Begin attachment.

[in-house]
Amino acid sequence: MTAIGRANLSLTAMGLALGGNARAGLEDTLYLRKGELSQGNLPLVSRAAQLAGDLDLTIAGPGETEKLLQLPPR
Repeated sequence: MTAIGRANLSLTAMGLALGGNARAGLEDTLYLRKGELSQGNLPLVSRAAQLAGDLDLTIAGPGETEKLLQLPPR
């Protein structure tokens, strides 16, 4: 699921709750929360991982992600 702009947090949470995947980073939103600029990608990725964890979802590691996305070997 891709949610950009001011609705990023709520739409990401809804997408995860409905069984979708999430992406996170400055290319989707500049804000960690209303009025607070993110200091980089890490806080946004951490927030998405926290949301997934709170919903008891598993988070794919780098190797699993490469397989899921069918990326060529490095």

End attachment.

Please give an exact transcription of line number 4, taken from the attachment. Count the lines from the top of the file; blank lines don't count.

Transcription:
């Protein structure tokens, strides 16, 4: 699921709750929360991982992600 702009947090949470995947980073939103600029990608990725964890979802590691996305070997 891709949610950009001011609705990023709520739409990401809804997408995860409905069984979708999430992406996170400055290319989707500049804000960690209303009025607070993110200091980089890490806080946004951490927030998405926290949301997934709170919903008891598993988070794919780098190797699993490469397989899921069918990326060529490095």